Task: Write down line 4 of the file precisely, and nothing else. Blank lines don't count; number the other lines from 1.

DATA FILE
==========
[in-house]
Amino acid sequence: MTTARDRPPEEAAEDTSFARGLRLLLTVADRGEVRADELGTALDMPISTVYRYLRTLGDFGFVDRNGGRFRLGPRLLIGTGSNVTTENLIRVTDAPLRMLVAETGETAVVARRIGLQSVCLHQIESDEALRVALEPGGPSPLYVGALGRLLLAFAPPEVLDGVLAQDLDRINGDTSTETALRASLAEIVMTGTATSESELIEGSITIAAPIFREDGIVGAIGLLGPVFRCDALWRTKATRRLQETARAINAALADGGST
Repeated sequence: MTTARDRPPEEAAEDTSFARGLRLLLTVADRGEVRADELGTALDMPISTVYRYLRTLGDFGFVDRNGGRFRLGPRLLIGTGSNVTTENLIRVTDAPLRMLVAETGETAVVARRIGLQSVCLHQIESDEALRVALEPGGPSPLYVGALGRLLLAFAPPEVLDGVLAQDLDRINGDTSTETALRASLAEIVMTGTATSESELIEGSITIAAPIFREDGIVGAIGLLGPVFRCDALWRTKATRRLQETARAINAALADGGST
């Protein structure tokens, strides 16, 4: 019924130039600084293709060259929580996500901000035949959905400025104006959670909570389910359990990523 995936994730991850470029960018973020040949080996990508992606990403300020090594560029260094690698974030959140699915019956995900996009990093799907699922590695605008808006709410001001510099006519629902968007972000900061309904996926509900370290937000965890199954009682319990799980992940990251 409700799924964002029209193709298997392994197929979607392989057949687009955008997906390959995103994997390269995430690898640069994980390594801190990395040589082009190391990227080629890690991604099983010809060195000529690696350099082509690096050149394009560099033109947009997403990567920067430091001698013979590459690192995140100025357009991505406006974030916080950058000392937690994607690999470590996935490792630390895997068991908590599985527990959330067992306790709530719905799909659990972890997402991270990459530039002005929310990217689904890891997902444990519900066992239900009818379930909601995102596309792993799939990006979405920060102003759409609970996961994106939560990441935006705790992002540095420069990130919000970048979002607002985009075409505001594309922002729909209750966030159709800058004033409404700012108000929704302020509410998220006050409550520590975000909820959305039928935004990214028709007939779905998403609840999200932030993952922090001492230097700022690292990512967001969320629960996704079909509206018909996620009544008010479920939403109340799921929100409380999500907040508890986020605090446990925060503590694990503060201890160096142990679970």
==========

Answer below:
């Protein structure tokens, strides 16, 4: 019924130039600084293709060259929580996500901000035949959905400025104006959670909570389910359990990523 995936994730991850470029960018973020040949080996990508992606990403300020090594560029260094690698974030959140699915019956995900996009990093799907699922590695605008808006709410001001510099006519629902968007972000900061309904996926509900370290937000965890199954009682319990799980992940990251 409700799924964002029209193709298997392994197929979607392989057949687009955008997906390959995103994997390269995430690898640069994980390594801190990395040589082009190391990227080629890690991604099983010809060195000529690696350099082509690096050149394009560099033109947009997403990567920067430091001698013979590459690192995140100025357009991505406006974030916080950058000392937690994607690999470590996935490792630390895997068991908590599985527990959330067992306790709530719905799909659990972890997402991270990459530039002005929310990217689904890891997902444990519900066992239900009818379930909601995102596309792993799939990006979405920060102003759409609970996961994106939560990441935006705790992002540095420069990130919000970048979002607002985009075409505001594309922002729909209750966030159709800058004033409404700012108000929704302020509410998220006050409550520590975000909820959305039928935004990214028709007939779905998403609840999200932030993952922090001492230097700022690292990512967001969320629960996704079909509206018909996620009544008010479920939403109340799921929100409380999500907040508890986020605090446990925060503590694990503060201890160096142990679970």